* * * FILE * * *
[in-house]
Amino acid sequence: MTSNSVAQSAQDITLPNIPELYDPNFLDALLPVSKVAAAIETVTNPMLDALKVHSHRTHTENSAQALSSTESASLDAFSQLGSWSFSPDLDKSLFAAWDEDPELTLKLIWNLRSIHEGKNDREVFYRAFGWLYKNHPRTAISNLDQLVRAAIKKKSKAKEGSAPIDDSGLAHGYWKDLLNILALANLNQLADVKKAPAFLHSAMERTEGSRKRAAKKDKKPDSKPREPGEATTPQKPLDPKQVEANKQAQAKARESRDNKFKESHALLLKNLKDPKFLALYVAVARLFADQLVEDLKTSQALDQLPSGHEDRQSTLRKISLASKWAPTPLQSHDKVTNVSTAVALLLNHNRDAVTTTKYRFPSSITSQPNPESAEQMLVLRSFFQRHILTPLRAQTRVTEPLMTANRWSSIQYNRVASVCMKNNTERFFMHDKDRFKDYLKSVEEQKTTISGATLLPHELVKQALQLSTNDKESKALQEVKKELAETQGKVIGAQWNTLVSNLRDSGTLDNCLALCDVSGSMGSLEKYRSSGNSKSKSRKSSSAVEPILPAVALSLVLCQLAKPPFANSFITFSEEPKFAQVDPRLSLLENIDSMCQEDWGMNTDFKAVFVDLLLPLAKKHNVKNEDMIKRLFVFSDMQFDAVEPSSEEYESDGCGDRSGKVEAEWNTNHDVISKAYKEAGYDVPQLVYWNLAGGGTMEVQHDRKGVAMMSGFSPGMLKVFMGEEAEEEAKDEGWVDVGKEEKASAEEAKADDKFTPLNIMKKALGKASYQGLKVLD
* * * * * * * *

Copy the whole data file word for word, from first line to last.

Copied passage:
[in-house]
Amino acid sequence: MTSNSVAQSAQDITLPNIPELYDPNFLDALLPVSKVAAAIETVTNPMLDALKVHSHRTHTENSAQALSSTESASLDAFSQLGSWSFSPDLDKSLFAAWDEDPELTLKLIWNLRSIHEGKNDREVFYRAFGWLYKNHPRTAISNLDQLVRAAIKKKSKAKEGSAPIDDSGLAHGYWKDLLNILALANLNQLADVKKAPAFLHSAMERTEGSRKRAAKKDKKPDSKPREPGEATTPQKPLDPKQVEANKQAQAKARESRDNKFKESHALLLKNLKDPKFLALYVAVARLFADQLVEDLKTSQALDQLPSGHEDRQSTLRKISLASKWAPTPLQSHDKVTNVSTAVALLLNHNRDAVTTTKYRFPSSITSQPNPESAEQMLVLRSFFQRHILTPLRAQTRVTEPLMTANRWSSIQYNRVASVCMKNNTERFFMHDKDRFKDYLKSVEEQKTTISGATLLPHELVKQALQLSTNDKESKALQEVKKELAETQGKVIGAQWNTLVSNLRDSGTLDNCLALCDVSGSMGSLEKYRSSGNSKSKSRKSSSAVEPILPAVALSLVLCQLAKPPFANSFITFSEEPKFAQVDPRLSLLENIDSMCQEDWGMNTDFKAVFVDLLLPLAKKHNVKNEDMIKRLFVFSDMQFDAVEPSSEEYESDGCGDRSGKVEAEWNTNHDVISKAYKEAGYDVPQLVYWNLAGGGTMEVQHDRKGVAMMSGFSPGMLKVFMGEEAEEEAKDEGWVDVGKEEKASAEEAKADDKFTPLNIMKKALGKASYQGLKVLD